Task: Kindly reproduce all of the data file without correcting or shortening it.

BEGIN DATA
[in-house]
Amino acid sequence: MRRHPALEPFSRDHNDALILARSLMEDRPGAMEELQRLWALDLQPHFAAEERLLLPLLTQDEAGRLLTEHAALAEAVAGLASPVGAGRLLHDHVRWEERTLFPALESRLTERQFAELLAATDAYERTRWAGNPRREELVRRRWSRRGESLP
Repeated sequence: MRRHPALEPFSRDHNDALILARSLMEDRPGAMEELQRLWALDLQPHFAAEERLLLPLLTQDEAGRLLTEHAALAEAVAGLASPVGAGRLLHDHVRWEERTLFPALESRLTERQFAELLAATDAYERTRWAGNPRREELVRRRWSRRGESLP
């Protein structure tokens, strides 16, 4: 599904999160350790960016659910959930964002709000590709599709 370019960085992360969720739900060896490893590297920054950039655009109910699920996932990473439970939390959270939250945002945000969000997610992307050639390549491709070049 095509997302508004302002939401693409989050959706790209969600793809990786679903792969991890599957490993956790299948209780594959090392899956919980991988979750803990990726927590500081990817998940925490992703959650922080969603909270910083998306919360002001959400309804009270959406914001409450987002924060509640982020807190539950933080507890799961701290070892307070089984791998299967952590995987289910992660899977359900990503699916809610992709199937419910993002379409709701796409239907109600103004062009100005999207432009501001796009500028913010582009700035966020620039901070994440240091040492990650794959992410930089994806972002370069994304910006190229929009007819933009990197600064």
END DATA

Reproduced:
[in-house]
Amino acid sequence: MRRHPALEPFSRDHNDALILARSLMEDRPGAMEELQRLWALDLQPHFAAEERLLLPLLTQDEAGRLLTEHAALAEAVAGLASPVGAGRLLHDHVRWEERTLFPALESRLTERQFAELLAATDAYERTRWAGNPRREELVRRRWSRRGESLP
Repeated sequence: MRRHPALEPFSRDHNDALILARSLMEDRPGAMEELQRLWALDLQPHFAAEERLLLPLLTQDEAGRLLTEHAALAEAVAGLASPVGAGRLLHDHVRWEERTLFPALESRLTERQFAELLAATDAYERTRWAGNPRREELVRRRWSRRGESLP
């Protein structure tokens, strides 16, 4: 599904999160350790960016659910959930964002709000590709599709 370019960085992360969720739900060896490893590297920054950039655009109910699920996932990473439970939390959270939250945002945000969000997610992307050639390549491709070049 095509997302508004302002939401693409989050959706790209969600793809990786679903792969991890599957490993956790299948209780594959090392899956919980991988979750803990990726927590500081990817998940925490992703959650922080969603909270910083998306919360002001959400309804009270959406914001409450987002924060509640982020807190539950933080507890799961701290070892307070089984791998299967952590995987289910992660899977359900990503699916809610992709199937419910993002379409709701796409239907109600103004062009100005999207432009501001796009500028913010582009700035966020620039901070994440240091040492990650794959992410930089994806972002370069994304910006190229929009007819933009990197600064």